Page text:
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blog Rise of Skywalker — Held Back by Damage Control?

Discussion in 'Film & Television' started by Black Dragon, May 10, 2020.

  1. Featured Author

    Featured Author Scribe

    Featuredauthor submitted a new blog post:

    Rise of Skywalker — Held Back by Damage Control?
    This article is by Derek Chuff.


    How shall I describe Star Wars: The Rise of Skywalker? It’s a much better film than its immediate predecessor, and — despite what J.J. Abrams has claimed — it’s a complete retcon of The Last Jedi. In tone, character, and story arch, Abrams does his best to deliver a satisfying conclusion to the trilogy, while being burdened with undoing so much of Rian Johnson’s folly in The Last Jedi.

    Beware… spoilers lie ahead!

    A Missed Opportunity

    Early on the film establishes Emperor Palpatine as the omniscient puppet master behind the events of the previous two films. As Kylo Ren ventures into Palpatine’s lair, clones of Snoke float in a tank while Palpatine tells Kylo — complete with voiceovers — that he was every voice that Kylo ever heard inside his head. This scene is enough to give any true Star Wars fan the chills. It establishes the unfathomable power of the Emperor, and distracts, for a moment, from all the questions about his return (unfortunately, those questions go unanswered).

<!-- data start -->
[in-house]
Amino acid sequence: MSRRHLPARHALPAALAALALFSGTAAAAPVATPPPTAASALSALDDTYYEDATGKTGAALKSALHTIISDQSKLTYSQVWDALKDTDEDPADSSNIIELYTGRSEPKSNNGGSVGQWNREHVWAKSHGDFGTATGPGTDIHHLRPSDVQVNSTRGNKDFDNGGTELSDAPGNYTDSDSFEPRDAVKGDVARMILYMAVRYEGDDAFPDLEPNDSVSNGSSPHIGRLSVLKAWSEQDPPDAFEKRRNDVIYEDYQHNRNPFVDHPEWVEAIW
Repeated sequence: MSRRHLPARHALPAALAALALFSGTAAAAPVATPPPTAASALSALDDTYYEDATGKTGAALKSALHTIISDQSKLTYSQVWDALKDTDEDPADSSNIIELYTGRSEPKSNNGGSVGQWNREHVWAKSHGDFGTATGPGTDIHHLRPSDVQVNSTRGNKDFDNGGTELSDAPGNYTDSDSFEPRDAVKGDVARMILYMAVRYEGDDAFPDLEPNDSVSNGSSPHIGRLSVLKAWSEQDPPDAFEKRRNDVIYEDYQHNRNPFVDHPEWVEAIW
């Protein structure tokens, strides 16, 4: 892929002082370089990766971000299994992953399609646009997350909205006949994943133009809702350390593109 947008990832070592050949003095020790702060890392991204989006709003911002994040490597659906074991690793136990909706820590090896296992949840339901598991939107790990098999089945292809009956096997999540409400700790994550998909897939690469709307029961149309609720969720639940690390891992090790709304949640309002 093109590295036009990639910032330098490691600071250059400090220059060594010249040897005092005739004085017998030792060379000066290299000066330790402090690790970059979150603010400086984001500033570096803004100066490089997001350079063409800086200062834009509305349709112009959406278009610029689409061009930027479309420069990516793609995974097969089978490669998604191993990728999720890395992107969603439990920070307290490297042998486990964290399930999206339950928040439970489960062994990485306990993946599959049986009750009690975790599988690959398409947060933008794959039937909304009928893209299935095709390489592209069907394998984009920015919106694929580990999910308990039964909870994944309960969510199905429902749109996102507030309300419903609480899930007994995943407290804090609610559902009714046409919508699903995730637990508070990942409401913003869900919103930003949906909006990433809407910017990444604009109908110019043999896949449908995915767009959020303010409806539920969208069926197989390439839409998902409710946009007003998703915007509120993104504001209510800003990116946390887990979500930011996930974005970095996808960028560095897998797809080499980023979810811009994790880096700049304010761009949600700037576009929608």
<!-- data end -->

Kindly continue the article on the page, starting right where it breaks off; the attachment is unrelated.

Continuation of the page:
How J.J. Abrams can say with a straight face that he was not trying to undo The Last Jedi, while eviscerating its main points in this scene, is unfathomable.